But the study found that the size of an institution’s sharia board, and the length of the relationship between individual scholars and the institution, did not have an impact.
“Our findings support the view that the market premium paid for sharia scholar reputation and proximity with issuer may be justified,” the study said.
“However, the certification requirement should not overprice having a large number of scholars involved or their tenure, as these factors are not associated with a significant premium in terms of market valuation.
(Malay Mail Online / 13 August 2014)
Alfalah Consulting - Kuala Lumpur:
Islamic Investment Malaysia:

Law firm's Islamic finance team enjoys growing success

One of the Westcountry’s biggest regional law firms is making waves internationally thanks to its specialist Islamic finance team.
Foot Anstey’s Islamic Finance team has enjoyed one of its busiest months in June when its experts completed two significant transactions for 90 North, an independent investment advisory firm, specialising in Shari'ah compliant real estate investments.
The team is the only one providing this specialism in the UK, outside of London.
Partner and head of the fast growing team, Imam Qazi together with support from associate Ben Brodie completed the £10.9 million sale of 90 North's L'Oreal LUXE logistics headquarters at Sherwood Park.
Following on, the team advised and completed a structured investment into a substantial residential development at Crossharbour, near Canary Wharf.
Mr Qazi said the fast growing, busy team was continuing apace and most recently welcomed Islamic finance director, Fara Mohammad from Norton Rose Fulbright.
The team, which covers the whole country for Foot Anstey and has 10 staff, provides a range of services and bespoke Islamic finance advice to a number of key players in the UK Islamic finance market and advises conventional and shariah compliant financial institutions, investment advisory firms and Middle Eastern investors on high-value, complex transactions.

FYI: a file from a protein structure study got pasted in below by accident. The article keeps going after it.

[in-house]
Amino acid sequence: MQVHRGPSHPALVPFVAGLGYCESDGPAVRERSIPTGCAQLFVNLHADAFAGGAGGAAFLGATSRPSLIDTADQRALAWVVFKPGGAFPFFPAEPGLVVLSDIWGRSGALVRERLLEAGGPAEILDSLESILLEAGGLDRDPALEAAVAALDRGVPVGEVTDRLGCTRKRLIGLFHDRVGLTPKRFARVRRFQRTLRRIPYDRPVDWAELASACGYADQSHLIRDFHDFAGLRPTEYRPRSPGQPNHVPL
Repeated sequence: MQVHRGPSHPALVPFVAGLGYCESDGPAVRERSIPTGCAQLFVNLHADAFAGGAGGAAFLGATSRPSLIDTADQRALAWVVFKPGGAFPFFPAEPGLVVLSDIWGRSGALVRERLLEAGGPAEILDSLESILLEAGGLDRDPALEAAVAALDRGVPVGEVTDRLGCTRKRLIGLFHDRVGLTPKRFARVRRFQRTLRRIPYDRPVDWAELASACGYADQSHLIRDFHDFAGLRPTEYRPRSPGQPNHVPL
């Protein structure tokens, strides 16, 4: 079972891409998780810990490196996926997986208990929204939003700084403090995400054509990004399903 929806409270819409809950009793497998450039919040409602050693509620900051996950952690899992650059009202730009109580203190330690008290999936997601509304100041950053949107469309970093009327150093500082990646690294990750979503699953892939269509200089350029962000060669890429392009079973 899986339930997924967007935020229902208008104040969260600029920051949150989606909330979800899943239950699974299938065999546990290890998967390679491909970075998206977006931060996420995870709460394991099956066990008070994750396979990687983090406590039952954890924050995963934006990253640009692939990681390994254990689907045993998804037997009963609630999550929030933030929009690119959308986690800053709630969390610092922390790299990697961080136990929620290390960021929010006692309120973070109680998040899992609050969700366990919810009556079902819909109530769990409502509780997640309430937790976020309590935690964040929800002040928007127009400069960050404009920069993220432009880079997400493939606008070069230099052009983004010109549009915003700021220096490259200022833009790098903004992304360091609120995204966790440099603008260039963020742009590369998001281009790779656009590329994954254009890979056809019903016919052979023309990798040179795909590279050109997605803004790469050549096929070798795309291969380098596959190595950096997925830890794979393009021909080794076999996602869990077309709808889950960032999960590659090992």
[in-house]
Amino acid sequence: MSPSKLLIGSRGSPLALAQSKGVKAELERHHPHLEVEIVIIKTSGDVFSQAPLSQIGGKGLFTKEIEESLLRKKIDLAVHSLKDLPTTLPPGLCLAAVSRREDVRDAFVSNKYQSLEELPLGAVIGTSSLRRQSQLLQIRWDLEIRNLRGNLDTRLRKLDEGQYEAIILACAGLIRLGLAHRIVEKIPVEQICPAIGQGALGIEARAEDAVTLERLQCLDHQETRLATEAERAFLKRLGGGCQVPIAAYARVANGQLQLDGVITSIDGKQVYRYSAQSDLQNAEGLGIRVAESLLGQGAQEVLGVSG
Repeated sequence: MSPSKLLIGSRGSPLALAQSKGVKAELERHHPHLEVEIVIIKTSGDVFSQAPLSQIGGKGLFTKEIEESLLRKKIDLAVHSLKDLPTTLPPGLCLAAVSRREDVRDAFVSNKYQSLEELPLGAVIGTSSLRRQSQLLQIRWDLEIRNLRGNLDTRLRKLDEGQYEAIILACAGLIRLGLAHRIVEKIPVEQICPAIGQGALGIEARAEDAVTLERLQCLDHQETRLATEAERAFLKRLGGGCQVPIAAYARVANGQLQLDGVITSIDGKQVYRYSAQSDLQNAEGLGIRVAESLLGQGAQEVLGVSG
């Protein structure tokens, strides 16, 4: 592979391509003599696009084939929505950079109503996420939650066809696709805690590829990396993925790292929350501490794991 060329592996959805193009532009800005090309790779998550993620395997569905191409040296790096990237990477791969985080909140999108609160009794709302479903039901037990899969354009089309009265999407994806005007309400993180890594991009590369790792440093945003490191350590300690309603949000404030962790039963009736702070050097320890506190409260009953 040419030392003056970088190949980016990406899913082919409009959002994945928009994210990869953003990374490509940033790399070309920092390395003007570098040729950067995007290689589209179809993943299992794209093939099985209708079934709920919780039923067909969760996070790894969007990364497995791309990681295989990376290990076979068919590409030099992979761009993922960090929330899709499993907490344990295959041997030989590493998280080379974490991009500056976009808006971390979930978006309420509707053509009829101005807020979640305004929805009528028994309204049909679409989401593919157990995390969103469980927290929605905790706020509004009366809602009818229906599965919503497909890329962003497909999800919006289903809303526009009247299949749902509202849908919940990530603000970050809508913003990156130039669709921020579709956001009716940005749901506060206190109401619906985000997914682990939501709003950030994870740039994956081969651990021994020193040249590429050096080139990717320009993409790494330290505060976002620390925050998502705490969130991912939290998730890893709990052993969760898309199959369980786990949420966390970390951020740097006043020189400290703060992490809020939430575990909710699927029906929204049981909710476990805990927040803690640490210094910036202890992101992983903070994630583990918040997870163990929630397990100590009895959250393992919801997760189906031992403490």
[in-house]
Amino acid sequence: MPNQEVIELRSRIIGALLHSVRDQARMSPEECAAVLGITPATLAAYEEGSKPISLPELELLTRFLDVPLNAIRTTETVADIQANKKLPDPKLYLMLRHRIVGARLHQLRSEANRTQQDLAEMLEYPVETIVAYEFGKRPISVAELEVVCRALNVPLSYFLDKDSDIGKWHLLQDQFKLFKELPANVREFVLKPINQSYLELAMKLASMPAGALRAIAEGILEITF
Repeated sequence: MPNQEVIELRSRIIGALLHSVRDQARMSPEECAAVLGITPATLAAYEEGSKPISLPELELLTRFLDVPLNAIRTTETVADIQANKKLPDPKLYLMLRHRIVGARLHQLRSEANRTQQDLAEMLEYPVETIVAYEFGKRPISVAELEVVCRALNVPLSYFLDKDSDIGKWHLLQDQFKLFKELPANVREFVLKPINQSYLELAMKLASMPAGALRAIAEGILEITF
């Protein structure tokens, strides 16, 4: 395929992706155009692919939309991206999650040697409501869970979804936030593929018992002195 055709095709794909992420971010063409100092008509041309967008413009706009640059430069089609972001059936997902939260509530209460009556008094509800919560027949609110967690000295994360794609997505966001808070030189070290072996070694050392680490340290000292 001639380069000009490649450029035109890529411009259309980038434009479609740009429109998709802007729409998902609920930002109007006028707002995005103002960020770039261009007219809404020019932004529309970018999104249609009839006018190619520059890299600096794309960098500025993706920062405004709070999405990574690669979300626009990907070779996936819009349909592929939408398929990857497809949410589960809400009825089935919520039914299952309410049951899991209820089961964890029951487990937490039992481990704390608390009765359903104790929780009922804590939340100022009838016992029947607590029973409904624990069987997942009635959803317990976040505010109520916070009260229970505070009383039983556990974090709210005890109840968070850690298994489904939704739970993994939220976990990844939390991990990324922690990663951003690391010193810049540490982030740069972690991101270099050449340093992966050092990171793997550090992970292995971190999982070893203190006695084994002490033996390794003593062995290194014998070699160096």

Set up just three years ago, the Islamic Finance team has won work and advised on projects across the country and globe.
The team is led by Mr Qazi, who earlier this year was recognised by the trade journal The Lawyer as being amongst the most "innovative and inspirational" lawyers in the legal industry lawyers by his appearance in the Hot100.
He said: "The Islamic Finance market is buoyant and we are delighted to be at the heart of this important financial industry for the UK.
"The first six months of the year have been busy and we're looking forward to continuing in this vein.”
(Western Morning News / 13 August 2014)
Alfalah Consulting - Kuala Lumpur:
Islamic Investment Malaysia:

Latest Posts

Upcoming Events on Islamic Finance, Wealth Management, Business, Management, Motivational

Alfalah Consulting's facebook


Alfalah Consulting is NOT providing any kind of loan to finance project etc and asking for a fee. If you've received any email claiming to be from Alfalah Consulting, offering loan to you, please ignore it or inform us for further actions. Our official email is If you've received an email from, that's NOT from us. Be cautious!